Boaters - Please Don't Use VA Waterways as a Bathroom
HAMPTON ROADS, Va. - Boaters dump human waste into some waterways in Virginia and as a result are contributing to the contamination of shellfish and water. That's why the General Assembly has asked the Virginia Department of Environmental Quality (DEQ) to address the problem.
DEQ spokesman Bill Hayden says the agency is asking the federal government to designate certain areas in Virginia as "no-discharge" zones, which would ultimately prohibit recreational vessels from releasing sewage, whether treated or not, into the water.
"The thinking always in the past had been that because the waterways are so vast, whatever pollution goes into them would be diluted and would dissipate that way. We're finding though that even relatively small amounts of pollution can have larger impacts, and that's why we're trying to control it."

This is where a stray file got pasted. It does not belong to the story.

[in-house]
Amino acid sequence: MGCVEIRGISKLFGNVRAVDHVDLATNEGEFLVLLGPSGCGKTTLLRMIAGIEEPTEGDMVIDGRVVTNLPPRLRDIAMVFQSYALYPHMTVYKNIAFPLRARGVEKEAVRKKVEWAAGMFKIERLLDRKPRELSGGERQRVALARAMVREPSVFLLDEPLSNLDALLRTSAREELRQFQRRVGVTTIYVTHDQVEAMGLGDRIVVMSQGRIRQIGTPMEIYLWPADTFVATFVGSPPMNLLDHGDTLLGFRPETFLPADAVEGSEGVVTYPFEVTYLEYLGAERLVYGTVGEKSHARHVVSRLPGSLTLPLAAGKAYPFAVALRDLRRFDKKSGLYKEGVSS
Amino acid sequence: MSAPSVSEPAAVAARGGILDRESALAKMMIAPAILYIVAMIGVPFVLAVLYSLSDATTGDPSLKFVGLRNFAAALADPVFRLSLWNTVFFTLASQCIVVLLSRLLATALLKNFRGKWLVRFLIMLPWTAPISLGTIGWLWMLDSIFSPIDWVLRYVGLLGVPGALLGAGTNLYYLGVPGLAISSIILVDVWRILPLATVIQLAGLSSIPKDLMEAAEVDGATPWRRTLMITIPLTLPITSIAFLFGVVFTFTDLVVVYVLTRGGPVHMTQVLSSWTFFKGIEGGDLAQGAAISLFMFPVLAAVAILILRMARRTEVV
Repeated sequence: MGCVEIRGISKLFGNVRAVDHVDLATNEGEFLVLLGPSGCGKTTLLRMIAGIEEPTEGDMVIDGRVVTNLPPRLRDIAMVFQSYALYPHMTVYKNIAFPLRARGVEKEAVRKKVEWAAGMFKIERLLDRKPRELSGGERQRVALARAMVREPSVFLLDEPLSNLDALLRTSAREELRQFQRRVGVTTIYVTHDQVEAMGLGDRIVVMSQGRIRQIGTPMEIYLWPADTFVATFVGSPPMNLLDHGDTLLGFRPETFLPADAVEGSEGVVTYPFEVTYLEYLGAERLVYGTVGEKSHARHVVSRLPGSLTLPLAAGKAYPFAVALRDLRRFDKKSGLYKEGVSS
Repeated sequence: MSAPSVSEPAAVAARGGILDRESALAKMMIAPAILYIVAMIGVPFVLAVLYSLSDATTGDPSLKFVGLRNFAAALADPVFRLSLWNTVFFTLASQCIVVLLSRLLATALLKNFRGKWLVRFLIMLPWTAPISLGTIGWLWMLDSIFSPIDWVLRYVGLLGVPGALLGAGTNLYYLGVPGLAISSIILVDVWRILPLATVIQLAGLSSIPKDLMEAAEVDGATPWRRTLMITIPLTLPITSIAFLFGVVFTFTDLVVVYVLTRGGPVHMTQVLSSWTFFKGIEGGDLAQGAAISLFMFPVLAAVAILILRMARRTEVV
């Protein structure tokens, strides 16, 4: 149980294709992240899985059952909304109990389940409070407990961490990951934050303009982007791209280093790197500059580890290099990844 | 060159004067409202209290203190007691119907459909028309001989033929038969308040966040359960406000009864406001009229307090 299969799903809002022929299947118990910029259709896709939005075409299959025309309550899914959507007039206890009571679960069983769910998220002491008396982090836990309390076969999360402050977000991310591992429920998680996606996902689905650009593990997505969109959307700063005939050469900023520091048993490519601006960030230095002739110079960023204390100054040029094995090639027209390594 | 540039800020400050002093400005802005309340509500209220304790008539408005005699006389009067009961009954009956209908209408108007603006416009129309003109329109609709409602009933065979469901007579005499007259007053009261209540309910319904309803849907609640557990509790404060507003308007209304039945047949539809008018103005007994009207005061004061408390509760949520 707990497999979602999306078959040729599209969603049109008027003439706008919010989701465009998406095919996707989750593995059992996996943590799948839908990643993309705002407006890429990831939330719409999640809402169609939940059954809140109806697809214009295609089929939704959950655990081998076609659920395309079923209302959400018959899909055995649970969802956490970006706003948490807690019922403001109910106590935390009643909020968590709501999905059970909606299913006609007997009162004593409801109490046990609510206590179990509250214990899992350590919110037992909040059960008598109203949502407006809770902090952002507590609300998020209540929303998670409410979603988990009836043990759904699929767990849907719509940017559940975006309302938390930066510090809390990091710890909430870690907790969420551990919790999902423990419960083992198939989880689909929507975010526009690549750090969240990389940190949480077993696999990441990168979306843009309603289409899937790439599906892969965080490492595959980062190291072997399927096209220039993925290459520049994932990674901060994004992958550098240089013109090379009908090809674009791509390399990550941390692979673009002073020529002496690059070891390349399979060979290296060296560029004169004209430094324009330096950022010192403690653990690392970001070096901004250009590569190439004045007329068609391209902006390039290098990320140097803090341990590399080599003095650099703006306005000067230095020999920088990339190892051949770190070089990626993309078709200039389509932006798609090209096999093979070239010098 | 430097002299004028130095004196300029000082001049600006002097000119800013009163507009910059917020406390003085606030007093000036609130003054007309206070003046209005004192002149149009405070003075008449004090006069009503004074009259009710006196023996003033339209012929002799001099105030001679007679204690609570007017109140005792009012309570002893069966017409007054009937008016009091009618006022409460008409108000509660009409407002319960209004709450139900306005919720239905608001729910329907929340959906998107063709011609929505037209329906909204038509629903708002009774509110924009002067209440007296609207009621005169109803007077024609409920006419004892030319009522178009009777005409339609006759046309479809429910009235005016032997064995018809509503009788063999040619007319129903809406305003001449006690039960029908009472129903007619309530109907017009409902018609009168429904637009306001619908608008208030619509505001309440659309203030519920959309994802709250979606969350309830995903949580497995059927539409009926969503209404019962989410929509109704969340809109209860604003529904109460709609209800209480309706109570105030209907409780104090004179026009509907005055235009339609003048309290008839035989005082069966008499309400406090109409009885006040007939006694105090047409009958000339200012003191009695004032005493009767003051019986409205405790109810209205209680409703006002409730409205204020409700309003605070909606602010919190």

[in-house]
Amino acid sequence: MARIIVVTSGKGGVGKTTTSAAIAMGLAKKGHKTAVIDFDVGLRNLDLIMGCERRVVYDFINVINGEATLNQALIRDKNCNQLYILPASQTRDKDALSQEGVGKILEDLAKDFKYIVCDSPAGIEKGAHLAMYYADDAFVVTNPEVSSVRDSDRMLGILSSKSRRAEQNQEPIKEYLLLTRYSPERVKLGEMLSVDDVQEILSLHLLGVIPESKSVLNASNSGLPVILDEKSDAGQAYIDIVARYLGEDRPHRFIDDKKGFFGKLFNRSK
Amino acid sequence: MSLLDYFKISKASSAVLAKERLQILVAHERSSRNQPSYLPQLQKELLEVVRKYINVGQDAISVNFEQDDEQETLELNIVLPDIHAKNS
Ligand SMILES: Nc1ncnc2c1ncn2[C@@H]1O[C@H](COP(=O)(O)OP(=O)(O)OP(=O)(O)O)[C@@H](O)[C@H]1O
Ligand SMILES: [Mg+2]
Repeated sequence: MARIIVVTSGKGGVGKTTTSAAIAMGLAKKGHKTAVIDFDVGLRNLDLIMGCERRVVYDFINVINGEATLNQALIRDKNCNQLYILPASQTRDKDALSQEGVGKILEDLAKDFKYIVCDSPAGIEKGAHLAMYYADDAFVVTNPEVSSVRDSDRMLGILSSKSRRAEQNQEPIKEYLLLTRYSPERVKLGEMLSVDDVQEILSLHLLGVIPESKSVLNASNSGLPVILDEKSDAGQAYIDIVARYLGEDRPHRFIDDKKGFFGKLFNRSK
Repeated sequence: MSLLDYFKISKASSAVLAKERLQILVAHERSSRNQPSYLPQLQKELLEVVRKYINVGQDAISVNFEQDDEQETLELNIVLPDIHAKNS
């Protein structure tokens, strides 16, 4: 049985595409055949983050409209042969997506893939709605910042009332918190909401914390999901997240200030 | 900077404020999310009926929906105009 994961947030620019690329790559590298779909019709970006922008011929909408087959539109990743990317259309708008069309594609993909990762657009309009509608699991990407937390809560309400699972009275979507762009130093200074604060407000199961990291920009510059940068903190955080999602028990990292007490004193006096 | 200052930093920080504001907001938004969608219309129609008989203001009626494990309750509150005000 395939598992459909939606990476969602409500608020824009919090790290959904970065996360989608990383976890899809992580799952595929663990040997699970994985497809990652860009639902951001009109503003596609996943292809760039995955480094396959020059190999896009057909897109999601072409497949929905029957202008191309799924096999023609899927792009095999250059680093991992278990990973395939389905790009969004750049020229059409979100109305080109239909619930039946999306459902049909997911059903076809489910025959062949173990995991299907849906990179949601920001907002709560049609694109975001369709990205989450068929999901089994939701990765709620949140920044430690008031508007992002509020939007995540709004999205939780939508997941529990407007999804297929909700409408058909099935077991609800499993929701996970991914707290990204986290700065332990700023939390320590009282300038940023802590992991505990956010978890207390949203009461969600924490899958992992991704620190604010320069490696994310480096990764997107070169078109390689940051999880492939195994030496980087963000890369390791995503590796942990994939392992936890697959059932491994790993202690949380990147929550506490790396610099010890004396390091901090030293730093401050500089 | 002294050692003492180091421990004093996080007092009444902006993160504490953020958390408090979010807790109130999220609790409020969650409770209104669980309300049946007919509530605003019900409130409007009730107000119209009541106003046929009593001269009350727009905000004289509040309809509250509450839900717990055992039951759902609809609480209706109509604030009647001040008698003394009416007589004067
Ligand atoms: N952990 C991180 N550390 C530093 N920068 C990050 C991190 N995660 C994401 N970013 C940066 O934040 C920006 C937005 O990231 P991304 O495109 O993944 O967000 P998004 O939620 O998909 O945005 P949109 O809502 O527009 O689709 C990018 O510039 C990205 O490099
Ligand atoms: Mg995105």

Hayden says there are alternatives to dumping toilet waste from boats into waterways.
"A lot of marinas are setting up pump-out stations where you can pump out the contents of the marine sanitation device on your boat; rather than just dumping it in the water, you pump it out and it gets treated from there."
Chris Moore of Hampton Roads, a scientist with the Chesapeake Bay Foundation, says boats generally have one of three types of marine sanitation devices, or MSDs, that are used to treat sewage before releasing it.
"In general, I think that no matter what type of MSD you have on-board, it's better for the bay's health and for the protection of our shellfish to use a pump-out system to make sure that waste is treated in the way that is most protective of bay water quality and our shellfish industry here in Virginia."
The DEQ is seeking no-discharge zones for Richmond, Lancaster, Northumberland and Westmoreland counties. They are seeking public comments before proposals are sent to the U.S. Environmental Protection Agency (EPA) in July.
More information is at www.deq.virginia.gov